Thanks to our friends at HomePay, we are happy to share some helpful tax advice for household employers. Here is a brief overview of the laws for household employers in California:

When a family hires an individual to perform duties in or around their home, they are considered a “household employer.” The IRS views the worker — whether a nanny, health aide, housekeeper, gardener, cook/chef, personal assistant, estate manager, etc. — as an employee of the family. Misclassifying an employee as an “independent contractor” is considered tax evasion.

If a household employee is paid more than $2,100 in a calendar year, the household employer is required to withhold and remit payroll taxes to the state and the IRS. If a household pays an employee less than the threshold in a calendar year, payroll taxes are not required to be withheld and remitted; however, the household is still legally considered an employer and, therefore, must adhere to federal and state labor laws.


  1. Household employers are required to withhold taxes from their employee’s paycheck each pay period: 
  • Social Security & Medicare
  • State Disability Insurance
  • Federal Income Tax* (the amount withheld is based upon the employee’s withholding selections on Form W-4)
  • State Income Tax* (the amount withheld is based upon the employee’s withholding selections)

*It is not legally required that income taxes be withheld. However, we strongly advise it so that the employee does not have a large tax burden at the end of the year. 

  1. Household employers are required to pay federal and state employer taxes: 
  • Social Security & Medicare
  • Federal Unemployment Insurance
  • State Unemployment Insurance & Employment Training Tax

These taxes must be reported and remitted along with the employee’s tax withholdings throughout the year. The good news is there are tax breaks that can offset most — if not all — of the employer’s tax costs. For an estimate of your taxes — and your tax breaks — visit our free Employer Budget Calculator. 

  1. Household employers are required to prepare and file special year-end paperwork. In addition to providing Form W-2 to each employee, household employers are required to file Form W-2 Copy A/Form W-3 with the Social Security Administration and file Schedule H with their federal income tax return (Form 1040).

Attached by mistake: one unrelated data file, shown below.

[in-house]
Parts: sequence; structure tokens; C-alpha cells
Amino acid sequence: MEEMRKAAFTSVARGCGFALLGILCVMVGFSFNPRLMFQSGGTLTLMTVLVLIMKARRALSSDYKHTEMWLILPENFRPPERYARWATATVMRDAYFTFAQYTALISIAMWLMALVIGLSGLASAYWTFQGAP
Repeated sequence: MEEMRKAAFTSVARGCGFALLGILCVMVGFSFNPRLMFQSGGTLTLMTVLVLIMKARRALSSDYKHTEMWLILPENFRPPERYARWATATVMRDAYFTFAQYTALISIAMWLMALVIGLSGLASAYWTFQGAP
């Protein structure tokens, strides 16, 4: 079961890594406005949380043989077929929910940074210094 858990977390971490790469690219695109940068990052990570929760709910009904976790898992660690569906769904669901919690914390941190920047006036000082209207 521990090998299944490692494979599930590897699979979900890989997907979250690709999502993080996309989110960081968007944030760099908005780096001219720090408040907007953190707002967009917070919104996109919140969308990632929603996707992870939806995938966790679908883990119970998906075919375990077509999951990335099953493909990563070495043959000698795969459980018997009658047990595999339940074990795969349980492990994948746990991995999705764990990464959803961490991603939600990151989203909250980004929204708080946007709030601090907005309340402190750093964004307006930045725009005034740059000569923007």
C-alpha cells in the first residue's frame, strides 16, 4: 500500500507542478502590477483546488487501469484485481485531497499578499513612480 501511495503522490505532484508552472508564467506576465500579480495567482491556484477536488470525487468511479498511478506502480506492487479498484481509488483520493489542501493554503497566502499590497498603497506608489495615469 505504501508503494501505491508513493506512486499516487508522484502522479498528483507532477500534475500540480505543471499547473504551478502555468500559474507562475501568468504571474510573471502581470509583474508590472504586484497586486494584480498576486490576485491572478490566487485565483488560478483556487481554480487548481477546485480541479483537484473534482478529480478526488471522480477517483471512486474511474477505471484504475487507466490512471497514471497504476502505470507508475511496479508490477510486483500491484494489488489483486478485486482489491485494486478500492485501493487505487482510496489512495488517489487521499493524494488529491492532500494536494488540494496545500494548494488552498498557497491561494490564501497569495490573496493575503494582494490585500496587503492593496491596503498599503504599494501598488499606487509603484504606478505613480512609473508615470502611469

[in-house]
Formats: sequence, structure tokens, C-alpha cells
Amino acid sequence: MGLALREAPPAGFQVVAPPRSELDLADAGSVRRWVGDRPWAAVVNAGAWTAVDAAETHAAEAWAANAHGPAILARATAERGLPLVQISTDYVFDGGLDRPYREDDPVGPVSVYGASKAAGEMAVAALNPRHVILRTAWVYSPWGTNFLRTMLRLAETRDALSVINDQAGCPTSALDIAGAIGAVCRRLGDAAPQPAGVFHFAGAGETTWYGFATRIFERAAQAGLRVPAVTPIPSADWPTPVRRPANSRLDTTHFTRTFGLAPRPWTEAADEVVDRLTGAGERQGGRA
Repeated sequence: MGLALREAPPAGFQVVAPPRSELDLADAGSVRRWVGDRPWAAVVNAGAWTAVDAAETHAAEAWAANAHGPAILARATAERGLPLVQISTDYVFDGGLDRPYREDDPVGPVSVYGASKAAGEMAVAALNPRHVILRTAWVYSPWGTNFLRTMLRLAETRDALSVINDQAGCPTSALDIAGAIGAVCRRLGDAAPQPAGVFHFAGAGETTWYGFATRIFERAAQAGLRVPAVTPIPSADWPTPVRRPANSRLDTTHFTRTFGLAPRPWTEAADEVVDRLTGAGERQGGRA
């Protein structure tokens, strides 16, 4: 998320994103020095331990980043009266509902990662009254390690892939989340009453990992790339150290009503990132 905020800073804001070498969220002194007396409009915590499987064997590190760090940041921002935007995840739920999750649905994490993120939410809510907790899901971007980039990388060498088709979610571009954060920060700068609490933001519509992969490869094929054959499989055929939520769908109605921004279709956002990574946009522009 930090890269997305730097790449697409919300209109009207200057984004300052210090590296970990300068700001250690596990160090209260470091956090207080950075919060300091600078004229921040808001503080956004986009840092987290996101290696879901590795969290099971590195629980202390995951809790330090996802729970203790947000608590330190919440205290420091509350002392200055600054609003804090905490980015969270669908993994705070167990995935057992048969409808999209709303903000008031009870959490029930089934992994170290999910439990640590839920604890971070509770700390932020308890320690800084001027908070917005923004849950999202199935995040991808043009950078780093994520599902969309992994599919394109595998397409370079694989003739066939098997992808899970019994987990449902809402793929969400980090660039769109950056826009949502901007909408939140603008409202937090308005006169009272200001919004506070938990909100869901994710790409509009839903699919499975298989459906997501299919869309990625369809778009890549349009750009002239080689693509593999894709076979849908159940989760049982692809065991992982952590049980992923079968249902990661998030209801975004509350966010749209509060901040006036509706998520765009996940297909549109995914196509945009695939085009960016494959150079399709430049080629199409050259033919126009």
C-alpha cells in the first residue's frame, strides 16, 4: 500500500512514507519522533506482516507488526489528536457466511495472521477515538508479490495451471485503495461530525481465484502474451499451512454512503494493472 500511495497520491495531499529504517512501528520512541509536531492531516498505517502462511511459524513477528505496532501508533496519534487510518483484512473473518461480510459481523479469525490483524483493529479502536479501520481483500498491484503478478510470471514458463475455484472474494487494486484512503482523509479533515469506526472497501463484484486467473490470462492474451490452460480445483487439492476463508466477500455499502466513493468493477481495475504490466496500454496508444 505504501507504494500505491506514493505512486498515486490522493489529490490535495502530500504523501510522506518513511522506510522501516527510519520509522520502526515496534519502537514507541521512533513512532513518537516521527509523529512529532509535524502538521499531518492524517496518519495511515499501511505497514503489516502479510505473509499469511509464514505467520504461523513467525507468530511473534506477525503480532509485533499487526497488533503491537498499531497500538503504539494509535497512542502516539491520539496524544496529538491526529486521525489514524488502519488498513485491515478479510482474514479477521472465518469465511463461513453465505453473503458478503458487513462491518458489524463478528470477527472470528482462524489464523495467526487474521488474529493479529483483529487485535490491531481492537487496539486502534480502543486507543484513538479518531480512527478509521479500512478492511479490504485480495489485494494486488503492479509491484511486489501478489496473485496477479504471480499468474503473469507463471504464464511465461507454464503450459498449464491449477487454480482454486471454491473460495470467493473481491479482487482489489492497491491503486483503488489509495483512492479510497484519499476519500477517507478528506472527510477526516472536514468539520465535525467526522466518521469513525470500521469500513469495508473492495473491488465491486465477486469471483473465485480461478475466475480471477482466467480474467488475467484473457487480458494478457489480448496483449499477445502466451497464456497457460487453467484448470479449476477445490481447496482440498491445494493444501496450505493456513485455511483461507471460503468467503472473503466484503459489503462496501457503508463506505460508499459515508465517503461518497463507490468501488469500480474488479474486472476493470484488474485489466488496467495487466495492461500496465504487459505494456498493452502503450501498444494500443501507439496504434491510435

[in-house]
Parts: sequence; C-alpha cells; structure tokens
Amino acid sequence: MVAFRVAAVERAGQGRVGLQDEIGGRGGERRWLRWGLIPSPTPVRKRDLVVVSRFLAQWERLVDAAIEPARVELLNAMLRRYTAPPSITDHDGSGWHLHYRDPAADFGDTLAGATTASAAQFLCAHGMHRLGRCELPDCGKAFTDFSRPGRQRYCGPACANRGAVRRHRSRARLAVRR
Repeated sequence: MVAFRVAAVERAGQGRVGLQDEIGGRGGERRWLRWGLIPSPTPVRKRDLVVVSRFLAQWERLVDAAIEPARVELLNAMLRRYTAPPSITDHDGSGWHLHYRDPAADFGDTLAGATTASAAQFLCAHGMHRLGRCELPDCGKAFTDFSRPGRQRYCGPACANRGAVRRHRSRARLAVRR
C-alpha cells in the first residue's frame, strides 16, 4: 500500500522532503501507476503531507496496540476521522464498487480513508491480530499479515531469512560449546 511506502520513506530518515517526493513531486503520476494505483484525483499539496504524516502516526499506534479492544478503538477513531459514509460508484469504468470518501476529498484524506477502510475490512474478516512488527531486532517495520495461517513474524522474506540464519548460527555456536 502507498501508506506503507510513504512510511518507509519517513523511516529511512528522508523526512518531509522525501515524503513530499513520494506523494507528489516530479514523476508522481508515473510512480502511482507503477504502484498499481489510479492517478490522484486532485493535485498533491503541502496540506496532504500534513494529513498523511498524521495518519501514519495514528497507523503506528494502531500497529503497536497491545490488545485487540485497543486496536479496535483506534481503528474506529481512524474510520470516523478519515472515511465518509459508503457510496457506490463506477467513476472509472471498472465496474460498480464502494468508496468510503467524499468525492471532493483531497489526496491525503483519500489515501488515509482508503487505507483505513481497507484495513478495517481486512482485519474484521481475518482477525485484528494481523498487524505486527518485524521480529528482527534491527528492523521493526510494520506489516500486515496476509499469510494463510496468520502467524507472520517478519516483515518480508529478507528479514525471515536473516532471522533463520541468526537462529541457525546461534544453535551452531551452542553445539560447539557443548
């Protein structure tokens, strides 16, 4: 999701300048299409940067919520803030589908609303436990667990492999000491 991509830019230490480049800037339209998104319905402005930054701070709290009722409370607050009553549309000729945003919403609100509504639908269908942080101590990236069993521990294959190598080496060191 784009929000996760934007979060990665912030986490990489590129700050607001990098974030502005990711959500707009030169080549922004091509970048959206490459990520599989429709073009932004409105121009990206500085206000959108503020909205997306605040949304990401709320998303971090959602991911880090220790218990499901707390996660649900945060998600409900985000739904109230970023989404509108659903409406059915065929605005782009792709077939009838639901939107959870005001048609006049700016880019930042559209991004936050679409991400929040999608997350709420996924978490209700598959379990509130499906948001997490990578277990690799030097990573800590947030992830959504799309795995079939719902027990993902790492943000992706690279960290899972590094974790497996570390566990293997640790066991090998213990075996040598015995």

1. Household employers in California are required to carry Workers’ Compensation. Workers’ compensation is not part of the tax process; it’s an insurance policy that provides your nanny with financial assistance for lost wages and medical expenses in the event of a work-related injury or illness. It also provides legal protection since workers who accept benefits forfeit their right to sue — regardless of fault. Some level of workers’ compensation is usually provided in homeowners insurance. You should contact your insurance provider to see if your current plan is sufficient. If not, you can usually add an enhancement to cover your employee. If you have difficulty obtaining a policy, please contact us and we can guide you to a solution.
  1. Household employers must meet federal and state labor law requirements. Household employees must be paid overtime for hours worked over 40 in a 7-day workweek. The rate for overtime pay must be at least 1.5 times the regular hourly rate. According to Wage Order 15 and the Domestic Worker Bill of Rights, “personal attendants” (someone that spends at least 80% of their time caring for another individual, i.e. nannies and senior caregivers) must be paid overtime for all hours worked over 9 in a day and 40 in a week. For employees who are not personal attendants, overtime kicks in for hours over 8 worked in a day and 40 in a week. A separate set of rules apply for families that hire a live-in employee. Please call for details. Additionally, most household employers must provide at least 48 hours of paid sick time to their employee in Los Angeles.